"These are things that go through your mind and makes you not want to be out, unless it's a pure have to because of illness. Even then, I worry. And some of them don't deal with change that well, so it makes you worry, too."

During her commute to work, Worley says her thoughts have been the same over the years.

"Every morning, when I'm coming down the road to work, I ask God, ‘If it is your will, please let me get these kids to school safely and get them back home safely,'" Worley said.

"It's a lot of responsibility because you're responsible for those children. Safety is a big thing because years ago, there wasn't that much traffic in Gainesville, now there is, so safety can't be stressed enough. The kids you're carrying, they're precious cargo.

"If the public notices me, or recognizes me, that's OK, but I'm really in it for the kids. I don't want any thanks for what I do. I'm just glad that God lets me be healthy enough to do what I do and to help the kids."


If waking up to cook breakfast for your family seems like a daunting task, imagine how Eva Mae Bell feels.

Five days a week, she's up before the sun, heading to work to prepare breakfast for more than 300 hungry elementary school students.

"I get here at 6 in the morning to get started," said Bell, who works in the Centennial Arts Academy cafeteria.

"We serve between 320-350 every morning. Breakfast is free so we try to get them to come on in. They get a choice between cereal or a hot breakfast."

Bell has been making sure local students get balanced meals during the school day for the last 17 years.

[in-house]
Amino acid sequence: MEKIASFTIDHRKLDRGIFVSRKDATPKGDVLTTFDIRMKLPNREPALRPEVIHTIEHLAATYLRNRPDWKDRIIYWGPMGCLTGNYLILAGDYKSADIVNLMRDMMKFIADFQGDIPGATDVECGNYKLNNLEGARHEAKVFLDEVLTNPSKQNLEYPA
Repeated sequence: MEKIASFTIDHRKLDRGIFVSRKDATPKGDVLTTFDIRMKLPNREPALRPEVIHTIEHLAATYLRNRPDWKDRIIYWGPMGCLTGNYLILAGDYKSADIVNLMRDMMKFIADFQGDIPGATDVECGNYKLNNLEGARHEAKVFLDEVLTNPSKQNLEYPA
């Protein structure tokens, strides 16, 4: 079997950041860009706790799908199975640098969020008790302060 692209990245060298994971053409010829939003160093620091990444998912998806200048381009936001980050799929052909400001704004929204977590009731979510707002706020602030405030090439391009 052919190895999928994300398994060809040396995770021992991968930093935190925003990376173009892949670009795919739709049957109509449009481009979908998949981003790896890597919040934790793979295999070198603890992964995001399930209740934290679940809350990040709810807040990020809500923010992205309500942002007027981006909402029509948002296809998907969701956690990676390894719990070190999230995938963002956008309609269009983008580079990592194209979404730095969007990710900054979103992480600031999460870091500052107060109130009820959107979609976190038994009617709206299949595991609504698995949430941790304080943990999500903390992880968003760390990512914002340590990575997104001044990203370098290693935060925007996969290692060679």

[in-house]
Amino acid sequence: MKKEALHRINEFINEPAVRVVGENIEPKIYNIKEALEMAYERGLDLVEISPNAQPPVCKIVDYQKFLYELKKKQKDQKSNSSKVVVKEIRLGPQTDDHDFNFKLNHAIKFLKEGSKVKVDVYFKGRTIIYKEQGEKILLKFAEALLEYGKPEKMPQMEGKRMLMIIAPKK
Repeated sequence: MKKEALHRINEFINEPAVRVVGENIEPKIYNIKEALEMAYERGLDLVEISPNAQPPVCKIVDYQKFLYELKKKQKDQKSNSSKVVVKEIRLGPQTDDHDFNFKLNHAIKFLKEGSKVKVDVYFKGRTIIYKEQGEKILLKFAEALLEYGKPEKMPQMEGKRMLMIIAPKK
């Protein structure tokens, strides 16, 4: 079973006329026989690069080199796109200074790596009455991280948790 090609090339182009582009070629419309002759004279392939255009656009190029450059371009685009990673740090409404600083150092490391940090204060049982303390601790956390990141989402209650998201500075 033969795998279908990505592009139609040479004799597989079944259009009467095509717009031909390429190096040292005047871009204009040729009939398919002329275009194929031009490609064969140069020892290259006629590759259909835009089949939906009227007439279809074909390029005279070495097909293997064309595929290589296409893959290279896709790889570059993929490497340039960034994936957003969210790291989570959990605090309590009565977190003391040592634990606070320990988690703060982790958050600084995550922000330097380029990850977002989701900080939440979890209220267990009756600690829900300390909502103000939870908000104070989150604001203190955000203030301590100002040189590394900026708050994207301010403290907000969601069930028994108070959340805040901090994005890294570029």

"Before I started with the school system, I worked in a fast-food restaurant. My sister started with the schools, and she always said, ‘You need to come over to the system honey.' Finally, I came and applied," Bell said.

"They started me out at Gainesville High School. I worked there a year and then they transferred me to (Centennial Arts Academy) because they wanted me to be a baker. So, I started making biscuits, cornbread and rolls for the high school and for here."

Despite the early hours, Bell says she likes her schedule.

"I'm raising my grandson and it's nice to be out (when he's out for holidays and vacation). I get to keep an eye on him. He didn't care for that much when he was (a student here)," Bell said with a laugh.

"And I really enjoy what I do."

When she first started, Bell says many people treated the cafeteria staff like they weren't a part of the school, but now "they've come around" to realizing how crucial food is to students' concentration in the classroom.

"In the beginning, I used to feel like some people treated us like we weren't here. But then the principals came to us and told us that we're just as important as (the rest of the staff)," Bell said.

"They let us know we mattered. I like that."

Bell leaves Centennial at 12:30 p.m., but she isn't done for the day.

"I go home and lay down for maybe 20 minutes, then I get up and head back out because I have to be at Enota (Multiple Intelligences Academy) by 2."

No, she's not heading to the school to serve up a second-helping of lunch. In the afternoons, Bell takes on another important role: crossing guard.

"I leave Enota at 3 and then I cross guard at Gainesville Middle School until about 4. I've been doing this for two years. I introduced myself by giving out Christmas cards to let the parents know who I was," Bell said.

"It keeps me busy, but I love it. Being a crossing guard is very exciting, especially if I see someone I know."

After nearly 20 years of dedicated service, it's about time for Bell to call it quits, but she's not ready to hang up her apron and whistle just yet.

"I'm thinking semi-retirement. I'll come in (to the cafeteria) to substitute if they let me," Bell said.

"But I want to do the cross guard in the morning and in the afternoons. I just love it so much. It's just wonderful.

"I felt like I was born to be here."